Some simply do not like to anchor and have no intentions of chumming at all.  The calico bass guys are one such group, and they too could pull some truly big bass out away from the wreck if they followed this philosophy.  Fish the fish, not the spot.  Not to say that the calico bass guys do not catch some really big bass with plastics right on the reefs, but they should see some of the giant bass I’ve caught with a flylined mackerel WAY out in front of the spots they fish.  Crack of dawn bite on a big bait, big bass boils on the surface under the birds and I come tight.  Nothing better.  Try slow trolling a bigger bait up ahead of the spot when conditions make it impossible to set up correctly.  The results can be astounding.  Just remember that the bigger bass and exotics are up current of the structure, and fish the fish, not the spot.

Bigger yellowtail on a slow trolled live squid, again, way ahead of the reef.

Bigger yellowtail on a slow trolled live squid, again, way ahead of the reef.

 

WINTERTIME BASS They were always here…..

 

January bull bass

January bull bass


Things have changed with our regulations, not our fishery.  For many years the end of our summer fishing season meant putting all the fancy gear up and breaking out the rock cod tackle.  Local landing boats and privateers headed out to deeper water for some fish taco meat like whitefish, sheepshead, vermillion (reds) and ling cod, and a few even got excited for a bucket full of tasty sand dabs.  That all changed in Southern California when new regulations were put in place to close rockfishing during its prime season (closed from December 31st to February 28th this year).

While a few savvy anglers have always fished wintertime bass and kept it relatively quiet, most had no idea such a fishery even existed or how good it can be.  As groundfish closures were implemented, some sportboat owners began to seek alternatives to rockfish and were pleasantly surprised.

Wintertime twilight

Wintertime twilight

Wintertime twilight trips tested the waters and the word began to spread that there is a viable alternative to 1/2 and 3/4 day “freezer fillers”.

 

Cold water bass are fished completely different than summertime bass.  With a drastically slowed metabolism these fish feed less often, and will make little effort to eat a bait.  Lighter line, smaller hooks and a slower presentation make the difference between getting a bite, or thinking there are no fish at all.

Where to fish changes too, as these bass will stay close to rocky structure, wrecks and reefs.  So tight to the structure as to make local tackle store owners happy with all the lost hooks, leadheads and leader.  Island bass will be right in the kelp, making kelp cutter rigs a necessity more than an option.  Summertime bass will often be suspended above and way up current of structure, and sand bass spawn over soft muddy bottom.  That is not the case with wintertime bass.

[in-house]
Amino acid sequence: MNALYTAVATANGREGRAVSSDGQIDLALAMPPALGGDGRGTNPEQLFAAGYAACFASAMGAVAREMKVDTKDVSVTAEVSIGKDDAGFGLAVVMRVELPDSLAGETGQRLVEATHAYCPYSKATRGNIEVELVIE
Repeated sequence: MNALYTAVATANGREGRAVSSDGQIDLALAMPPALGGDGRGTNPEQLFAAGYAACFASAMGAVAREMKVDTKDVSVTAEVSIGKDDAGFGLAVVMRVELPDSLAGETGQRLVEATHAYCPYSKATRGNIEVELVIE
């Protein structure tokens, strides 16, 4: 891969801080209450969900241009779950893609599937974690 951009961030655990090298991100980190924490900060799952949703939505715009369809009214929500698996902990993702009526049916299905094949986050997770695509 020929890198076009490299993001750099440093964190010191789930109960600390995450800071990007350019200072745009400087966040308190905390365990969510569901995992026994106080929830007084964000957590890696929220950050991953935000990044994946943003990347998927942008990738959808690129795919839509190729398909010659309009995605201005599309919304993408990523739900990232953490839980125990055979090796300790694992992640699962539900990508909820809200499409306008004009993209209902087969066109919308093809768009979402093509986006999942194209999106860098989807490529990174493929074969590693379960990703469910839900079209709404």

Taking the time to set up perfectly make all the difference

Taking the time to set up perfectly make all the difference

Fishing coastal wrecks, reefs and structure will require setting up perfectly on a spot, and all butt the most experienced at this will struggle.  It cannot be expressed enough how important it is to practice and perfect the skill of proper anchoring on structure.  When fishing winter bass this skill will mean the difference between catching a few bass, or catching nothing at all.

Bait fishermen will have much success with live or fresh dead squid fished on a leadhead.

Slow twitch squid/lead head combo bass

Slow twitch squid/lead head combo bass

Rubber chuckers  get bites slowing down their presentation, and fishing right on (and in) structure.  While the bites will be less frequent than times when the water is warm, the size of the catch will be consistently bigger on average during the winter.  Bites will be lazy, but with the bass so tight to the structure you’ll need near perfect timing to pull fish out before they cut you off on the reef they live in.  Other critters will be here too, and remember to release all fish that are restricted by current regulations.

Rebounding rockfish stocks made for good fall fishing.

Rebounding rockfish stocks made for good fall fishing.

Rockfish closures appear to be working, and catches of lingcod, reds and other species were great this past December.

Now the real danger is the new focus on wintertime bass, and only time will tell if more and more anglers targeting them will damage the fishery.  Please be responsible and release what you don’t plan on eating, or release all  bass except those mortally wounded while being caught.  Being part of the solution, and not part of the problem will help ensure this fun winter alternative will continue for generations                       to come.